Marjorie Taylor Greene Posts Anti-Trans Sign Outside Office

Marjorie Taylor Greene, the infamous representative from Georgia best known for her support for the QAnon conspiracy theories, is facing criticism after she posted an anti-transgender sign outside her office.

The move came after Rep. Marie Newman, whose office neighbors Greene’s, tweeted a video on Wednesday (February 24) of her putting up a transgender flag by her door.

“Our neighbor, [Greene], tried to block the Equality Act because she believes prohibiting discrimination against trans Americans is ‘disgusting, immoral, and evil,’” Newman tweeted. “Thought we’d put up our transgender flag so she can look at it every time she opens her door.”

Greene responded to the tweet by posting a video of her putting up a sign that reads, “There are TWO genders: male and female. Trust the science!”

“Our neighbor, [Newman], wants to pass the so-called ‘Equality’ Act to destroy women’s rights and religious freedoms,” Greene wrote. “Thought we’d put up ours so she can look at it every time she opens her door.”

Newman, whose daughter is transgender, told CNN that she was unconcerned about Greene’s response.

“It was a statement I felt very necessary… I felt as though she needed to hear it from us,” she told CNN. “And what I mean by that is that I just wanted to make a statement so that she sees LGBTQ people and so the symbolism was simply to put the flag out there so she has to see our community every day. You know, I’m immensely proud of my daughter, and that’s all anyone is asking for is to be treated as anyone else and that’s what I want Rep. Greene to see… [Greene] can keep going with whatever she’s doing, and I have no interest in it. If she’s doing to spend time running to FedEx and creating goofy signs, have at it.”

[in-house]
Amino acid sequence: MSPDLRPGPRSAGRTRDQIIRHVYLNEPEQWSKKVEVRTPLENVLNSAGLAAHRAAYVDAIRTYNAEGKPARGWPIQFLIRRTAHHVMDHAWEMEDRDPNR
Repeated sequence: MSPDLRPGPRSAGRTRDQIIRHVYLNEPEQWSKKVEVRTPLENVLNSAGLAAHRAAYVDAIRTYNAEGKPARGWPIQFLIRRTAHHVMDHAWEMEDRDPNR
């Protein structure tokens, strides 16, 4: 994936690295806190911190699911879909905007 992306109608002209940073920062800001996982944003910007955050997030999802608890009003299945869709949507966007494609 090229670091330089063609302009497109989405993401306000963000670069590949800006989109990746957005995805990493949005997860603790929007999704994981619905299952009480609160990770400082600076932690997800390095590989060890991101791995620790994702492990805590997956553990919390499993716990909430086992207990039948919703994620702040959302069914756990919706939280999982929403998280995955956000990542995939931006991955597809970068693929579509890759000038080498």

Despite claims from Greene that the Equality Act “completed violate[s] and destroy[s] the rights of girls and women” – seemingly because it would allow for transgender athletes to compete on teams aligned with their gender identity – the Equality Act was passed by the House of Representatives on Thursday (February 25) by a vote of 224-203.